Korea Trails Neighbors in Number of Think Tanks

      January 29, 2010 11:34

      A study about the world's think tanks shows that Korea lags behind Japan and China. The study was conducted by the U.S.' Foreign Policy Research Institute and a research team led by professor James McGann at the University of Pennsylvania. The study results were released Monday.

      According to the study, Korea has 35 think tanks, far fewer than China's 428, Japan's 108 and Taiwan's 52. Korea did not make the list of 25 countries with the most research institutes. The Korea Development Institute was the only Korean institute among the leading think tanks in the world, but among Asian think tanks it ranked only 12th.

      The study defined think tanks as public research, analysis and engagement institutions in which researchers with various academic backgrounds generate knowledge, technology and policy. The RAND Corporation, which was established in 1948 with the support of the U.S. Air Force, is regarded as the world's first original think tank.

      Both quality and quantity of think tanks have improved in Asia overall. The number increased from 653 in 2008 to 1,193 last year. Asian thinks tanks accounted for 19 percent of "global brains," up from 12 percent in 2008.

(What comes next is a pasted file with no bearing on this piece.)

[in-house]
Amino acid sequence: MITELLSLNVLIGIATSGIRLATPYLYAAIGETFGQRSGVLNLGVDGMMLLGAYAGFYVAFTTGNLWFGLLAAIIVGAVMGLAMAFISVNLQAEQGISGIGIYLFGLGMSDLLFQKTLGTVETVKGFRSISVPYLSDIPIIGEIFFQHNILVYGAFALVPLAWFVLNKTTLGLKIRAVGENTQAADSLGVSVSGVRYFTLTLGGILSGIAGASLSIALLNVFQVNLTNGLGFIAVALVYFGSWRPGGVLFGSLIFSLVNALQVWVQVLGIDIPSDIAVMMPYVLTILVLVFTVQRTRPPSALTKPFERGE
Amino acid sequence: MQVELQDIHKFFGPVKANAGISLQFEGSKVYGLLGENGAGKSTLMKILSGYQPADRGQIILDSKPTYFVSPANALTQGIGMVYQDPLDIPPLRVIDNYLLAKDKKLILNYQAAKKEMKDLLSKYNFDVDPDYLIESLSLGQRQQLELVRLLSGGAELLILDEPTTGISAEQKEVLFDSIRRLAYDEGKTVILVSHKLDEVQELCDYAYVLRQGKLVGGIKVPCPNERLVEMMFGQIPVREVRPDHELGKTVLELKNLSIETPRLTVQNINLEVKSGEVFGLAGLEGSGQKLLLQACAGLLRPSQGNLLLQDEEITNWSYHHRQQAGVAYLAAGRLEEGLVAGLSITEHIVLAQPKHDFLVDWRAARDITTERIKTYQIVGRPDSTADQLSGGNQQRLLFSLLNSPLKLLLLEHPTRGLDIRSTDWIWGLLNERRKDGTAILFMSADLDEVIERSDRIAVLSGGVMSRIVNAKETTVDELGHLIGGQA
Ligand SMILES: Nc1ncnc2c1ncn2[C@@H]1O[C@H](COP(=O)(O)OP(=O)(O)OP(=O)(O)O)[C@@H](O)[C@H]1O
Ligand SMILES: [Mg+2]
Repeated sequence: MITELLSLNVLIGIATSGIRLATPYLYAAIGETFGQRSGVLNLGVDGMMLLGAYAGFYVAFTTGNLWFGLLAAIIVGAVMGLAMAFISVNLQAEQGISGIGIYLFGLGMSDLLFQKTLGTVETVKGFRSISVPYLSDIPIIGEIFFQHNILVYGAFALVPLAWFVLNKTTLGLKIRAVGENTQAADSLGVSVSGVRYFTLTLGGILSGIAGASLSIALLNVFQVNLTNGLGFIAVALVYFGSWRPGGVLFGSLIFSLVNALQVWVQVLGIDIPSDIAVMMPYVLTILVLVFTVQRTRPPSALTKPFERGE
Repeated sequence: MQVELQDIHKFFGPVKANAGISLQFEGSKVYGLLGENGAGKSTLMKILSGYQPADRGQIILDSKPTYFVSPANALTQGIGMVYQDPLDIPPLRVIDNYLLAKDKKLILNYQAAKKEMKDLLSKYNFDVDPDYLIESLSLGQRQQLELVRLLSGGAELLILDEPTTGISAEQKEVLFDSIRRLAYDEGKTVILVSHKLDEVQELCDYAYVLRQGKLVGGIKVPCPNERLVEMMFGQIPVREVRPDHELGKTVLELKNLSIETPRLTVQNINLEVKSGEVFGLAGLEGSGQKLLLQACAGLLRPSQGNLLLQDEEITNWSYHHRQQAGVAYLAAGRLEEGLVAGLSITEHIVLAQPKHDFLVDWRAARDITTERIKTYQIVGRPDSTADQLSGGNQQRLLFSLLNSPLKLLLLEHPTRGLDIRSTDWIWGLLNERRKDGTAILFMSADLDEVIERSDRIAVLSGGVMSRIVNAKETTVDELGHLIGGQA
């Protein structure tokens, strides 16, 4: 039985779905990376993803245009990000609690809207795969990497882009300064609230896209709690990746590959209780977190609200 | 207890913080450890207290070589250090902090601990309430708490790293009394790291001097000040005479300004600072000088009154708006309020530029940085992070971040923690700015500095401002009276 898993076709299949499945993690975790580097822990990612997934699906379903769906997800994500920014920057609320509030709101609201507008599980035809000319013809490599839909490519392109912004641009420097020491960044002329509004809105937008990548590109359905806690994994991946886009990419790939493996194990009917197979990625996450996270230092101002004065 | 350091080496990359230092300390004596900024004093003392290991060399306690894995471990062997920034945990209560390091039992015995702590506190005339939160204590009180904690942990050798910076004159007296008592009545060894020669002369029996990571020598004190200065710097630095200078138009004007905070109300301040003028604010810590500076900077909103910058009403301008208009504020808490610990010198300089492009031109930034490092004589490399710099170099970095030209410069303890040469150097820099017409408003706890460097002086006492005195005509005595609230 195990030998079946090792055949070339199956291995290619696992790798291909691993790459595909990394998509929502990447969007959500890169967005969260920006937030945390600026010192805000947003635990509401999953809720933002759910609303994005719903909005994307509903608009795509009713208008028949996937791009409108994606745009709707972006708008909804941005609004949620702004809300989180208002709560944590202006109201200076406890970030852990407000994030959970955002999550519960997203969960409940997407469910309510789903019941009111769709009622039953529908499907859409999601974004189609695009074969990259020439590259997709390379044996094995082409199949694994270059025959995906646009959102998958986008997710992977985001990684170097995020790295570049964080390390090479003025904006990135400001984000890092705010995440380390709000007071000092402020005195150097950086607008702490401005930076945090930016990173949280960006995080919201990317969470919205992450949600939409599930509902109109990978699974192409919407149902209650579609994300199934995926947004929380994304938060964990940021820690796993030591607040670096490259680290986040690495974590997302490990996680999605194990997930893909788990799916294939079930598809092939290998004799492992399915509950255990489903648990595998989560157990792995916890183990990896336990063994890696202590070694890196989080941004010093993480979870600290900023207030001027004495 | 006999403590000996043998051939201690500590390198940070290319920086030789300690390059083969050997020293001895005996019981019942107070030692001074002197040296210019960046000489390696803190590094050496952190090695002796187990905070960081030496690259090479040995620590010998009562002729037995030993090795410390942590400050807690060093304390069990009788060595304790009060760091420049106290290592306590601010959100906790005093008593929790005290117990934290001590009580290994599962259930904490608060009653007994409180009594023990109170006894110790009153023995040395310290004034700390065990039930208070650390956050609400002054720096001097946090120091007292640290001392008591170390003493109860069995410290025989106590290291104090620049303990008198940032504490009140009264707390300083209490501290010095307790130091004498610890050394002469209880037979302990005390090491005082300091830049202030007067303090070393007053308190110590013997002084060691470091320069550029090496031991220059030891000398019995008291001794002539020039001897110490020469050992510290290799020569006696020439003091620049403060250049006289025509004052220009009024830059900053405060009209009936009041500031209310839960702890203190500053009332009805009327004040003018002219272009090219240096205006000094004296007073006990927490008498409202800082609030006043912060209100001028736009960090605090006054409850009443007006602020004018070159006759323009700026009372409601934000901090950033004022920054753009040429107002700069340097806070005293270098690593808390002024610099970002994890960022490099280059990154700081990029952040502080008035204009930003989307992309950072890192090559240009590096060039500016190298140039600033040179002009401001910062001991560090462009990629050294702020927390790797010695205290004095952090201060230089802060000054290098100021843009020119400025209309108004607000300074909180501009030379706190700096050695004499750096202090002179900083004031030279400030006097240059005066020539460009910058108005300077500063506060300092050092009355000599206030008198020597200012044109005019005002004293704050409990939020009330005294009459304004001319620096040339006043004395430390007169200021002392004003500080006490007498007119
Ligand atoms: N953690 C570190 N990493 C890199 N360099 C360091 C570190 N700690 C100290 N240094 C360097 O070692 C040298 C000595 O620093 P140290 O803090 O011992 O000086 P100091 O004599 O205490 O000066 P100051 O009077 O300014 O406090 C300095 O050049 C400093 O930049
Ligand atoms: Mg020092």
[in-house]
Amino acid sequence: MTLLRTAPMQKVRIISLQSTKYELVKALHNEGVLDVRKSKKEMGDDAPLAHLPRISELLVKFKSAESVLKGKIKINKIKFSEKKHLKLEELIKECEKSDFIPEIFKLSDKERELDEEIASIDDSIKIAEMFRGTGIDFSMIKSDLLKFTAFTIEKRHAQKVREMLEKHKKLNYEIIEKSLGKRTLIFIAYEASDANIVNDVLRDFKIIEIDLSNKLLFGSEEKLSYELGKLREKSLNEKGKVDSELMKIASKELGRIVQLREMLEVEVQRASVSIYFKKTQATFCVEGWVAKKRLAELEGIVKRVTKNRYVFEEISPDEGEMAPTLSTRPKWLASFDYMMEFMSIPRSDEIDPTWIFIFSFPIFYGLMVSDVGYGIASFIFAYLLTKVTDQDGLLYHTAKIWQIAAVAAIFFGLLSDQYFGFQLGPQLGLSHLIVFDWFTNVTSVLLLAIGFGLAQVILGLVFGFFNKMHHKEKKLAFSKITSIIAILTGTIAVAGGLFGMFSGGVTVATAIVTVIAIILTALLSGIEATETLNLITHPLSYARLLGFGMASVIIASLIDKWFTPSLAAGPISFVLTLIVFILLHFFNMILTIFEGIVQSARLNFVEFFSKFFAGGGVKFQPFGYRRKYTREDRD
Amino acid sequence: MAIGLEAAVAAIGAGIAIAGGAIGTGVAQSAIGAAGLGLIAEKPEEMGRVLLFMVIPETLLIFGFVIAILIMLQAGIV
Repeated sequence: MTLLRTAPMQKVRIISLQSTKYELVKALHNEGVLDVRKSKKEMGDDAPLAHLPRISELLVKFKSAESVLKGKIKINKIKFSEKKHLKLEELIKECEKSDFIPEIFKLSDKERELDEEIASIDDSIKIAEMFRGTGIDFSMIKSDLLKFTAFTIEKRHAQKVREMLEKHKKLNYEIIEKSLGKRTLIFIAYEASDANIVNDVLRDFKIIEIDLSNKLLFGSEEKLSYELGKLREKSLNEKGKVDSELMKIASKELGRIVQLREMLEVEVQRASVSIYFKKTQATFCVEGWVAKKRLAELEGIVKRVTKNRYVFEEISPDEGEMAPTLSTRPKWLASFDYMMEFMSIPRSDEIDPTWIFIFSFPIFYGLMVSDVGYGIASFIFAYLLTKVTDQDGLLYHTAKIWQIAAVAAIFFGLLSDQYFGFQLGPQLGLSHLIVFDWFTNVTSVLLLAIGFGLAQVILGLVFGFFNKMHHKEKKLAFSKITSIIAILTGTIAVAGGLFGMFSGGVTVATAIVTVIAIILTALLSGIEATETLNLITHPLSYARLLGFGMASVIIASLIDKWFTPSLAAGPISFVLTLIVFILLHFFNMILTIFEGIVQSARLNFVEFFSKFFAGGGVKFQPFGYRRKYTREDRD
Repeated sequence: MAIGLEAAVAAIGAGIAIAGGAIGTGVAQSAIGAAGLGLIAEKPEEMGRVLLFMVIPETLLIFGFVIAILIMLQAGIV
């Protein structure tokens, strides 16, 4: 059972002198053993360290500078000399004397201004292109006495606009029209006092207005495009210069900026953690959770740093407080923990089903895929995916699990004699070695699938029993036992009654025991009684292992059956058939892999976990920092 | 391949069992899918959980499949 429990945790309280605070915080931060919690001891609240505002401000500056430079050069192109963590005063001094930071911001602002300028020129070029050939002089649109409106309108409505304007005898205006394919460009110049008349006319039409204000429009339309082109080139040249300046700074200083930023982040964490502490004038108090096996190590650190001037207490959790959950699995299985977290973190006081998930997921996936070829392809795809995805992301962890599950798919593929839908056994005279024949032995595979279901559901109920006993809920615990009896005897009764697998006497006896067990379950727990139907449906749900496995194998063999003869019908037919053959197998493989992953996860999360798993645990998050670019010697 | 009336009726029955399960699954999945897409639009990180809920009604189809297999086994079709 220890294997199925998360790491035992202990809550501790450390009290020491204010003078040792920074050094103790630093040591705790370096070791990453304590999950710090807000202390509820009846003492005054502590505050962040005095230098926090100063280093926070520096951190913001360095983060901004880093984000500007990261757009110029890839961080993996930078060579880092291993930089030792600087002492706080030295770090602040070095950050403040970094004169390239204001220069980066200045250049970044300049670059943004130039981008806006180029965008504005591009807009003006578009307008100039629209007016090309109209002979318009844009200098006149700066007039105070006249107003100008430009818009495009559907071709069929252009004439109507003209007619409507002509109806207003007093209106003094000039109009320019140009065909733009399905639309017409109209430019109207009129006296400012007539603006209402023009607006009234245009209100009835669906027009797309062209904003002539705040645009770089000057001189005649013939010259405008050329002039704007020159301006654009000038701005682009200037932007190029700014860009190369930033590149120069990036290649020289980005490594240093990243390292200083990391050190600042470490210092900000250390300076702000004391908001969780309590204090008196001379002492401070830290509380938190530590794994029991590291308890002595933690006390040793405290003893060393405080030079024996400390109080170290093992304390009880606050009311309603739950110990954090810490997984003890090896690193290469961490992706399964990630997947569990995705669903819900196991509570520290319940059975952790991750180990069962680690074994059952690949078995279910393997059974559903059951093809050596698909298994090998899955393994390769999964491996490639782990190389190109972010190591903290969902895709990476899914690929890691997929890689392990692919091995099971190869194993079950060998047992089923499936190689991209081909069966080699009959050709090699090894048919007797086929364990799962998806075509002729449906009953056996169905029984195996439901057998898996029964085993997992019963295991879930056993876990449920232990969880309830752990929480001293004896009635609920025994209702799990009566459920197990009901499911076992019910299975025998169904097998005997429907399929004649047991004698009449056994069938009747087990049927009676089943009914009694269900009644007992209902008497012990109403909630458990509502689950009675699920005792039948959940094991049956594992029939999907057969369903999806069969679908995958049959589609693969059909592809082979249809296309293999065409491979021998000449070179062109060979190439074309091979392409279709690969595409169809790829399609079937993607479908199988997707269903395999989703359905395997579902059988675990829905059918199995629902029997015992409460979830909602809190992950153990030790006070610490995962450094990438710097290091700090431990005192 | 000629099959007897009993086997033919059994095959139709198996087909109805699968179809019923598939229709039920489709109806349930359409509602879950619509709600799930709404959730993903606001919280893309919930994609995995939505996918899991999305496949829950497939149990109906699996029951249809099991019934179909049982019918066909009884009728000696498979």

McGann said that the need for think tanks has been growing due to drastic social changes in a globalized world saturated with information and connected by the Internet. He added globalization has fostered international connection among think tanks, easing their concentration in specific regions.

      But 56 percent of the world's think tanks are in North America and Europe and less than 10 percent in Latin American and Caribbean countries. Africa-based think tanks account for less than 8 percent of the global total, and the Middle East and North Africa are home to less than 4 percent.

      Among the nine countries with more than 100 think tanks, eight are in North America, Europe and Asia, with the exception of Argentina. The Brookings Institution was rated the world's top think tank, and the Carnegie Endowment for International Peace, the Council on Foreign Relations, RAND Corporation and Heritage Foundation were on the list of the top five in the U.S.

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